Iran risks being suspended from international chess tournaments beginning next month unless it publicly approves of Iranian players facing competitors from Tehran’s regional foe, Israel, according to a senior member of the game’s global governing body.
In a Tuesday interview with VOA Persian from his home in Athens, Greece, Nigel Short, International Chess Federation (FIDE) vice president and a British grandmaster, said Iran would be suspended if the body’s general assembly passed a resolution that he introduced on November 8 and the Islamist-ruled nation did not change its position on competition with Israelis.
“Iran would be suspended until we get some guarantees that this thing will not happen again,” Short said, in reference to his assertion that Tehran regularly has violated FIDE rules in recent years by pressuring its chess players to avoid facing Israelis in global tournaments.
“This motion has not been passed yet, and I wouldn't like to predict what the General Assembly will do [in its December 6 meeting],” Short said. “But it may well be passed.”
Nigel Short Interview With VOA Persian
Farhad Nikoukhesal, acting president of the Iran Chess Federation, dismissed Short’s threat.
"Iran is one of the most influential countries in world chess and I do not think we will be suspended,” Nikoukhesal was quoted as saying in a November 10 article published by state-approved news site Tasnim. “We must act according to our own cultural principles and conditions.”
Short said that, until recent years, Tehran had taken advantage of what he called an unwritten, unofficial FIDE policy of "deliberately avoiding” any tournament pairings of Israelis with players from Iran or other countries hostile toward the Jewish state.
But since 2018, a FIDE committee led by Arkady Dvorkovich, the body’s president and former Russian deputy prime minister, has insisted that all pairings be “blind,” according to chess24.com, a website offering coverage of global chess tournaments and news.
“We think sports should be blind, like justice,” Short told VOA. “You should play your games regardless of your opponents’ backgrounds. We have a strict policy of nondiscrimination.”
In an article published November 8, chess24.com said FIDE’s increased emphasis on nondiscriminant pairings in recent years has put Iranian players in awkward situations.
It said Iranian players Parham Maghsoodloo and Amin Tabatabaei were paired with and competed against Israelis at a Spanish tournament in December 2019 and faced reprimands from Iranian authorities after returning home.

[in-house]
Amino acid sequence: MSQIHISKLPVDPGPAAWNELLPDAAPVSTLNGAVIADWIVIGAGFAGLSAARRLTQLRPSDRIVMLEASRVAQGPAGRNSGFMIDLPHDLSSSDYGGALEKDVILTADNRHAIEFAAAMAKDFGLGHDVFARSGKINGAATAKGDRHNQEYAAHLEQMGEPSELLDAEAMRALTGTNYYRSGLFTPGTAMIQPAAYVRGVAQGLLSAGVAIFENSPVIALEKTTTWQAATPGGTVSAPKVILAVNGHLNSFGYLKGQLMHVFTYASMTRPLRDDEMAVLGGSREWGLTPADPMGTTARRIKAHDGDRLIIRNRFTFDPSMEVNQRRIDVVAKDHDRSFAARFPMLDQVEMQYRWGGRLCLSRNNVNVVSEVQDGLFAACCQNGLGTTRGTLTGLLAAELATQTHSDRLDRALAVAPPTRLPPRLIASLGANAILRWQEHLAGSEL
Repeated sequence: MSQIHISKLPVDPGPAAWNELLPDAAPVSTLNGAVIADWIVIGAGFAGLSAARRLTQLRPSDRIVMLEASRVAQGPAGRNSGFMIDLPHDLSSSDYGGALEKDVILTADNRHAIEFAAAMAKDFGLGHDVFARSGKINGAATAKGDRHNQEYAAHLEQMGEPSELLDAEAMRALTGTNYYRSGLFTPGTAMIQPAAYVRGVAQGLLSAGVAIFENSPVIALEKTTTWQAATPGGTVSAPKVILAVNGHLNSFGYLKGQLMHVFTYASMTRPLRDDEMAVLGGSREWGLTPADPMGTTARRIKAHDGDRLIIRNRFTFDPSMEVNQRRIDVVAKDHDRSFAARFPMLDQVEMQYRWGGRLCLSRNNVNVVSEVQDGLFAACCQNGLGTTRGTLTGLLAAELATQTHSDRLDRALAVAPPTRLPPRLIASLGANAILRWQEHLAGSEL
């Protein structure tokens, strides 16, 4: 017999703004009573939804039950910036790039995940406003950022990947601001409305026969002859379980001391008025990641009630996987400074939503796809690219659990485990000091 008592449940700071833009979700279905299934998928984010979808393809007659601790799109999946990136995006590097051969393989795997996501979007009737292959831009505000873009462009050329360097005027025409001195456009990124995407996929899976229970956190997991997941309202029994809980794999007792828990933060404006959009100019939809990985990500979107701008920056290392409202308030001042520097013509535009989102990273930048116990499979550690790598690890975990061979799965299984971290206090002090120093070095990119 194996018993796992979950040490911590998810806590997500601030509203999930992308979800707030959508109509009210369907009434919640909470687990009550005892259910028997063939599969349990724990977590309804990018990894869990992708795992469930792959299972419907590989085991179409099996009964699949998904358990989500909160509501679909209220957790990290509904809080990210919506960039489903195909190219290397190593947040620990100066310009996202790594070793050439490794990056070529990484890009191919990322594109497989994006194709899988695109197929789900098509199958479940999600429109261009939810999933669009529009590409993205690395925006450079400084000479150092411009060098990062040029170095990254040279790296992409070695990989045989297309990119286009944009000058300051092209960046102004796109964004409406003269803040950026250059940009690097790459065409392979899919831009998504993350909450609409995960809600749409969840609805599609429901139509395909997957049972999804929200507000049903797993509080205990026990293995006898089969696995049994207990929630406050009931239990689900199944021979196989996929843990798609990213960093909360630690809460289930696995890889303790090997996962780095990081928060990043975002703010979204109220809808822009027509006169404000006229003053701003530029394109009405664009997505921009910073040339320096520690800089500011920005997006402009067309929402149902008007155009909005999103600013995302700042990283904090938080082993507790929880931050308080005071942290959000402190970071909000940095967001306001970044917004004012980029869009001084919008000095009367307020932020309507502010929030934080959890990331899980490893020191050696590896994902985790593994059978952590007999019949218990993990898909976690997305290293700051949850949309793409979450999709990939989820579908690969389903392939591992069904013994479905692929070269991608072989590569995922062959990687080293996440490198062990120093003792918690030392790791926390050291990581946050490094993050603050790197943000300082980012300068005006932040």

Another Iranian, Aryan Gholami, refused to play an Israeli in Sweden in January 2019 and forfeited his place in the tournament, telling Swedish website schack.se that he feared “severe consequences” for competing against the Israeli.
A month later, Iranian Supreme Leader Ayatollah Ali Khamenei met Gholami and praised his action by kissing him on the forehead.
Iranian teenage chess prodigy Alireza Firouzja also forfeited a game against an Israeli in Germany in April 2019.
Short accused Iran of making “ugly statements” and generating “political capital” by having players boycott Israelis.
FIDE's Dvorkovich sent a letter to the Iran Chess Federation’s Nikoukhesal in June calling on him to “confirm in writing” Iran’s position on allowing Iranian players to compete against Israelis in accordance with FIDE rules.
In July, FIDE published Dvorkovich’s letter and Nikoukhesal’s reply. Nikoukhesal asserted that Iranian players make their own decisions about whom to compete against, without his organization rendering “any advisory opinion.”
“Iran does not answer our questions directly,” Short said. “The Iranians just say, ‘We follow FIDE statutes,’ but clearly they do not.”
Chess24.com said Iranian government pressure on players to boycott Israel has led several of them to defect, with Firouzja, who currently resides with his father in France, being the most prominent.
After forfeiting his game with the Israeli player in April 2019, Firouzja entered the 2019 World Rapid & Blitz Chess Championship in Moscow, where he won a silver medal competing under the FIDE flag.
Short cited Firouzja’s success as evidence that FIDE is not punishing Iranian players by increasing pressure on the Iran Chess Federation to change its practices.
“We made it very clear, if Firouzja wants to play for FIDE, then he has to abide by the FIDE rules,” Short said. “If other Iranian players also are prepared to say they will follow FIDE statutes and compete against players from wherever, then we will be glad to facilitate and welcome them as well.”